However, the role of the individual performing attendant care for you is a relevant factor for determining how the funds are calculated.

If your provider of attendant care does so in the course of their occupation (e.g. a PSW, rehabilitation support worker, a nurse, etc.), your auto insurance company will reimburse you for the amounts you pay to your attendant care provider after the fact. Attendant care received by hospital staff in hospital cannot be claimed under accident benefits.

Others may prefer to receive attendant care from family members. If attendant care provider is a friend or family member that does not normally provide attendant care as an occupation, your auto insurance company will compensate that individual only if he or she has suffered an economic loss, such as losing money or business revenue from having to take time off from their normal job to provide care. In this case, your friend or family member will need to provide proof of lost income, such as tax returns, pay stubs, or employment records.

What Is a “catastrophic Impairment”?

Being deemed catastrophically impaired by your auto insurance company makes you eligible to claim larger amounts of benefits over a longer period of time. For example, while medical and rehabilitation benefits are by default claimable up to $65,000 for five years after the accident, those catastrophically impaired individuals can claim up to $1,000,000 throughout their entire life. Further, certain benefits, such as caregiving benefits and housekeeping and home maintenance, are only available to those who are deemed to be catastrophically impaired.

There are several grounds under which you may qualify as having suffered a catastrophic impairment. These grounds are set up in the accident benefits regulations called the Statutory Accident Benefits Schedule (“SABS”). Depending on the nature of the injury and circumstances of the accident, some claimants are automatically deemed catastrophically impaired. Others must prove they meet one or more of the criteria.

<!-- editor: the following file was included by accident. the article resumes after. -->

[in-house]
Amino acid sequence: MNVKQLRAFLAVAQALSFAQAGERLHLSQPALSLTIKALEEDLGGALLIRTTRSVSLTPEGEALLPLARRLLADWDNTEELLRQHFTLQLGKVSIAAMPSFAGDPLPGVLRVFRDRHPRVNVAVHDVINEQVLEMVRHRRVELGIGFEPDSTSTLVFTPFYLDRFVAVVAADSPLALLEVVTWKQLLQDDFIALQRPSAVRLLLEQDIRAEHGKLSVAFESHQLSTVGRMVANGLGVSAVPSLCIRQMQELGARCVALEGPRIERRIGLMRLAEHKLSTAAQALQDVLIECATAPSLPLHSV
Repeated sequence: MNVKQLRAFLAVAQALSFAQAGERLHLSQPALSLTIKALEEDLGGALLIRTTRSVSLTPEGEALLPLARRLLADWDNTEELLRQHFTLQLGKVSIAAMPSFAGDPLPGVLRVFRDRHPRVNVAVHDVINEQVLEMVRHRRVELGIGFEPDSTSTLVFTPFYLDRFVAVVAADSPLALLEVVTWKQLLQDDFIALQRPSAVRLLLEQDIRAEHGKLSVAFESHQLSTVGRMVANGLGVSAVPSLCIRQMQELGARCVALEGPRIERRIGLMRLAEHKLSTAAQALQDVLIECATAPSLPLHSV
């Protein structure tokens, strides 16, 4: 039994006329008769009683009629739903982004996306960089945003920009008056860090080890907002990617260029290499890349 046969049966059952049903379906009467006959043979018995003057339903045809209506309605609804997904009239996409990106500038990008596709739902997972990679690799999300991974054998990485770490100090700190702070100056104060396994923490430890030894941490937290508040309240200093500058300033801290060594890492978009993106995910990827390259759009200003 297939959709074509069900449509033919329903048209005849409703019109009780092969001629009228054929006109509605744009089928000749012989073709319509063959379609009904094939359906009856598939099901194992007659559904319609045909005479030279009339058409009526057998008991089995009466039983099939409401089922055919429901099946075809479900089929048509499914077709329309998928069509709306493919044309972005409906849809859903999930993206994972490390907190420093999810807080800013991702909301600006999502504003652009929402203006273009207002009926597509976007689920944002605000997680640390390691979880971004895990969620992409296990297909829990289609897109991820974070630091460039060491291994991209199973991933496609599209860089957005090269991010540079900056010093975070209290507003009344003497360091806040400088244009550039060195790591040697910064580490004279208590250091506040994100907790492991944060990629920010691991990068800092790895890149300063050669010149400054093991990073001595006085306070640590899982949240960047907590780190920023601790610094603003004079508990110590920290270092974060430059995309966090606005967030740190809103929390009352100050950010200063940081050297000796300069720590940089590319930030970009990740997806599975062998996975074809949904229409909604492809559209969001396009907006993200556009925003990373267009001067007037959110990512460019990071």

Those not automatically deemed to be catastrophically impaired must have a physician submit an Application for Determination of Catastrophic Impairment (OCF-19) on their behalf. Your auto insurance company will review the OCF-19 in conjunction with your medical records and either agree you are catastrophically impaired or require that you be assessed by physicians and healthcare providers of its choice.

Income Replacement Benefits: What If I Cannot Return To Work?

Income replacement benefits are benefits paid weekly to those individuals whose injuries prevent them from returning to work.

To be eligible to receive income replacement benefits, you must suffer an impairment within 104 weeks (or two years) of the accident that results in a “substantial inability to perform the essential tasks” of your pre-accident employment. To meet this test, your auto insurance company will consider the essential tasks of your employment, the type of job you worked, and your typical hours, along with the nature of the physical or psychological restrictions you experience as a result of your injuries.

After 104 weeks (or two years) post-accident, the disability test becomes more stringent and your auto insurance company may stop paying your income replacement benefits unless you suffer a “complete inability to engage in any employment or self-employment for which you are reasonably suited by education, training, or experience.” To meet this test, your auto insurance company will consider your education and functional abilities to determine whether you can perform any occupation comparable to your pre-accident employment history.

How do I claim income replacement benefits?